Only the Shadow Knows

Using shadows to measure the world

I have wanted to use social media software for a lesson in my physics and astronomy class for some time now.  One natural idea I had for an online connection was a modern-day re-enactment of Eratosthenes experiment for measuring the size of the Earth.  This experiment is a natural for the physics/earth science/astronomy/math/science/inquiry classroom because it addresses so many of the issues addressed in these units of study.

For example this experiment attacks such  misconceptions as:

  • The idea that the world is round is a new idea created around the time of  Columbus
  • Simple tools cannot be used to figure out complex ideas
  • Measurements must be made using only tools that are “official” such as a ruler or meter stick
  • Only complex math concepts can be used to solve seemingly complex experiments

But any science experiment can address science issues.  Where does an experiment address other issues?  By using tools like Skype, Google Earth(or Maps) and Google Docs a student starts to see their place in the world. They can see that what is happening in their community is not the same as elsewhere.  They may even see that their view of science and math is universal(or not…) Also this allows students to do the one thing they love to do – talk to other kids.  More is accomplished in 15 minutes of students actively talking with each other than in a 40 minutes classroom where they are being preached to.  When students are allowed to see the connections they can accomplish an amazing amount of learning.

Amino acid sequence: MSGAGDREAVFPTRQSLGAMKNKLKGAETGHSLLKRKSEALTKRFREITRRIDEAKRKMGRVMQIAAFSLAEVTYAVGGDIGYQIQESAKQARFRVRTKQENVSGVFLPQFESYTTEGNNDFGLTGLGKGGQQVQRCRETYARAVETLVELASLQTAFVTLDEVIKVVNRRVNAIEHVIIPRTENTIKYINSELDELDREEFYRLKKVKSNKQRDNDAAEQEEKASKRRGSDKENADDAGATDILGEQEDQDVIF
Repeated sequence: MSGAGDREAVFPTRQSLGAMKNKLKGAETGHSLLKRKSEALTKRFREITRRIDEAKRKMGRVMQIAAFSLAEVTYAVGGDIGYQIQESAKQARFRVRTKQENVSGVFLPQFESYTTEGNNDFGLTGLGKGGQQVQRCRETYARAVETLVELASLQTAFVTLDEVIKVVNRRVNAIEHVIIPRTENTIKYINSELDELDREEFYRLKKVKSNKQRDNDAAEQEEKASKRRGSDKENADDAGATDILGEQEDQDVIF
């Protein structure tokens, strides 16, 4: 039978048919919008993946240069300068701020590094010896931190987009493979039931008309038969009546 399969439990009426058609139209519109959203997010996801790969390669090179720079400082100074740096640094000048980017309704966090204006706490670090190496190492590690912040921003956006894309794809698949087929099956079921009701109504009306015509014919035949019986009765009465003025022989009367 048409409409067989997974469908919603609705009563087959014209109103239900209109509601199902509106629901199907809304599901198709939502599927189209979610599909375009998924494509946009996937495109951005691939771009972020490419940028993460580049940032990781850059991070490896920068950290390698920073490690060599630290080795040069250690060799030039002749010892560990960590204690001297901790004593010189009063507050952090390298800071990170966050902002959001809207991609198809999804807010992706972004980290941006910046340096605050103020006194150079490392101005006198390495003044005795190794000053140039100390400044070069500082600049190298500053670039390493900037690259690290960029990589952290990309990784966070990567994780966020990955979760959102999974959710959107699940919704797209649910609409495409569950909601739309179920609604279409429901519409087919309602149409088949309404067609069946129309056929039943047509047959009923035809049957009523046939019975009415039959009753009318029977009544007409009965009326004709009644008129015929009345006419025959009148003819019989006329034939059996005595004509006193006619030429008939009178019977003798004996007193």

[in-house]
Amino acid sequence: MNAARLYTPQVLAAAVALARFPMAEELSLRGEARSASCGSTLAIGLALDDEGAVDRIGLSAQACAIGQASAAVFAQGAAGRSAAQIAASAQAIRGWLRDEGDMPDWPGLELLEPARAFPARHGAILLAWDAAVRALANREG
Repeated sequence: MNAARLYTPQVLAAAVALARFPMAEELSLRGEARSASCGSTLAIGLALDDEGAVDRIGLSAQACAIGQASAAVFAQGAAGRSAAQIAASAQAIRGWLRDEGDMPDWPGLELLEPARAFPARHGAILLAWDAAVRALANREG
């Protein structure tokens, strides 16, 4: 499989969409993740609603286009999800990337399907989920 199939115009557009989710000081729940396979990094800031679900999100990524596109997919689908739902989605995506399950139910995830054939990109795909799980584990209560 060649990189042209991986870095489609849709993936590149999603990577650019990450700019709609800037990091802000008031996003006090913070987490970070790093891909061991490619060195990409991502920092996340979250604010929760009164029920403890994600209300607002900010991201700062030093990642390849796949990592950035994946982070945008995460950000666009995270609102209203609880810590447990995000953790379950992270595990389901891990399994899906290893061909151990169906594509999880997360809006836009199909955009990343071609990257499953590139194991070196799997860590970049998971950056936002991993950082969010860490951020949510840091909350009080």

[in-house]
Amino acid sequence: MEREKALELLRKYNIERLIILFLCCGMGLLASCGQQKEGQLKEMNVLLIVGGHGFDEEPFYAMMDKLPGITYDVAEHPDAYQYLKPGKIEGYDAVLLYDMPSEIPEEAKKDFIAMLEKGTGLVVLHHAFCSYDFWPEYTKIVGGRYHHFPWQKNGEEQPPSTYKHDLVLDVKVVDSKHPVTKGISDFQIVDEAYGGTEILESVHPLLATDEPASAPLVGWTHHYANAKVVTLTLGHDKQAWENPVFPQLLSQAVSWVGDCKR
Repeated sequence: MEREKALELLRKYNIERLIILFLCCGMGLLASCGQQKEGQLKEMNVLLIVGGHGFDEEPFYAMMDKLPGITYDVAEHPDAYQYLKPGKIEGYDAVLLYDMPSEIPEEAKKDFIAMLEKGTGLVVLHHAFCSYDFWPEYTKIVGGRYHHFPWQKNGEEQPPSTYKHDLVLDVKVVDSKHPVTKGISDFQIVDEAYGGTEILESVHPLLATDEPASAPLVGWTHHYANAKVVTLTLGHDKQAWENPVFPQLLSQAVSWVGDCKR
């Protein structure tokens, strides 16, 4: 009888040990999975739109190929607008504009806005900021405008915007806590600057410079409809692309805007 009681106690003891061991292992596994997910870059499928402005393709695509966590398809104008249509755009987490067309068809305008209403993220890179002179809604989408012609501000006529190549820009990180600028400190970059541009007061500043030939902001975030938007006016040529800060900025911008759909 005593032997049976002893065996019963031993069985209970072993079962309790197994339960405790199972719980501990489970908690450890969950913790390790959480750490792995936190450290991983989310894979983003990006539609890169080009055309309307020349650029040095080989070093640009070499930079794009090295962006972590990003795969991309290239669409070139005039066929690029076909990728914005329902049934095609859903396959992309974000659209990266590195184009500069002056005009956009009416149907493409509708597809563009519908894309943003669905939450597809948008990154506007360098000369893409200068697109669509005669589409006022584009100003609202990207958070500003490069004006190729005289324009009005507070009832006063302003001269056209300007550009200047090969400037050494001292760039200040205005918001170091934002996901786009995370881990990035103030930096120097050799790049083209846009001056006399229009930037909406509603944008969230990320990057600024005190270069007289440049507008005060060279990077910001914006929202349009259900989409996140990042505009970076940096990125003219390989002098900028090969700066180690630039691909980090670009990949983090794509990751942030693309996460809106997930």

So now that I have an idea, I sent out questions to my Twitter PLN and within minutes, found out a few other teachers had tried this experiment.  Teachers John Burk and Frank Noschese did it back in September 2010. It seemed to work for them with few hiccups,  so I decided to go a step further.  I want to include as many teachers and classrooms as possible.  So here is my starting idea.  I have created a basic lab using a structure that my students are familiar with.  Before you read it, I want to warn you that this is as close to cookbook as my labs get.  I usually let the students come up with their own procedure. In this case I walk them through the procedure of gathering data but not how or what they must do with it. For the sake of labeling, let’s call it guided inquiry (it’s not, but that’s okay for now.) Eratosthenes Shadow Lab. You may want to do things in a slightly different way, but I address that later in this blog.  For participating in the lab, I have created a Google form Eratosthenes Shadow Participation Form.  My basic form for entering your data, this is the form I have created – Eratosthenes Data Form.  I really want this to be a collaborative effort so please either comment on this post below or feel free to add to the Eratosthenes Colab Document.